[9] Impett, Leonardo., Herman, I., Wollner, P. K., & Blackwell, A.F.. "Musician Fantasies of Dialectical Interaction: Mixed-Initiative Interaction and the Open Work",  in International Conference on Human-Computer Interaction (Springer, Cham, 2018), pp. 184-195.

[10] Crawford, Kate and Vladen Joler, Anatomy of an AI System: The Amazon Echo as an Anatomical Map of Human Labor, Data and Planetary Resources, AI Now Institute and Share Lab,  2018.

[11] Impett, Leonardo, “Irresolvable contradictions in algorithmic thought”, published in this volume (Stages 9/2021).

[12] Noble, Safiya Umoja,  Algorithms of Oppression: How Search Engines Reinforce Racism (New York University Press, 2018). 

Download this article as PDF
Joasia Krysa and Leonardo Impett

Joasia Krysa is a curator working at the intersection of art and technology. Her first curatorial software experiment was launched at Tate Modern in 2005 and published in Curating Immateriality (2006). She is Professor of Exhibition Research and Head of Art and Design at Liverpool John Moores University, with an adjunct position at Liverpool Biennial. Formerly, she served as Artistic Director of Kunsthal Aarhus, Denmark, part of the curatorial team for Documenta 13, and co-curator of Liverpool Biennial 2016 and Sapporo International Art Triennale (SIAF) 2020/21. She is international advisor for Helsinki Biennial 2021.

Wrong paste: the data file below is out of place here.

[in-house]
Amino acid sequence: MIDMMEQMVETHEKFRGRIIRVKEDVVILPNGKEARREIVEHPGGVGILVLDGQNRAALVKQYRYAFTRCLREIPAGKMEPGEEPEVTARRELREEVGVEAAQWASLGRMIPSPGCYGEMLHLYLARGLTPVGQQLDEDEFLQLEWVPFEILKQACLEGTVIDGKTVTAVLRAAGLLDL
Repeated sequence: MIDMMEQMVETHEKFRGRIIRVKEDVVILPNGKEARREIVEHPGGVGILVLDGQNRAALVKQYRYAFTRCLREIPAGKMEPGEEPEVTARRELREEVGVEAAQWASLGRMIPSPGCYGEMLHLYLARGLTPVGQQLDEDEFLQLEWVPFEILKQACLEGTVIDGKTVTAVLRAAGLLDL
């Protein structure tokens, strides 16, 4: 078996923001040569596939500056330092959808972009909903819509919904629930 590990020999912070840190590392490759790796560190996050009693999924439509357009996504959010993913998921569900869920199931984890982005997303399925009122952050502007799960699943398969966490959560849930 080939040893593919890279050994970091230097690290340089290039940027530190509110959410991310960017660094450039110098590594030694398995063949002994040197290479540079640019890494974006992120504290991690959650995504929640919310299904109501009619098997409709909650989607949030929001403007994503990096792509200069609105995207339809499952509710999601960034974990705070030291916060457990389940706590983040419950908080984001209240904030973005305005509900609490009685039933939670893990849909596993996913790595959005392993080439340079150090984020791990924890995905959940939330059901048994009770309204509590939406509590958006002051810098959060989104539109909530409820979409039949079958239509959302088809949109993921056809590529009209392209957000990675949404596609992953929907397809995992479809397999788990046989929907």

Leonardo Impett is Assistant Professor of Computer Science at Durham University. He works in the digital humanities, at the intersection of computer vision and art history. He was previously Scientist at the Bibliotheca Hertziana – Max Planck Institute for Art History, Digital Humanities Fellow at Villa I Tatti - the Harvard University Center for Italian Renaissance Studies. He is an Associate of Cambridge University Digital Humanities, an Associate Fellow of the Zurich Center for Digital Visual Studies, and an Associate Research at the Orpheus Institute for Artistic Research in Music.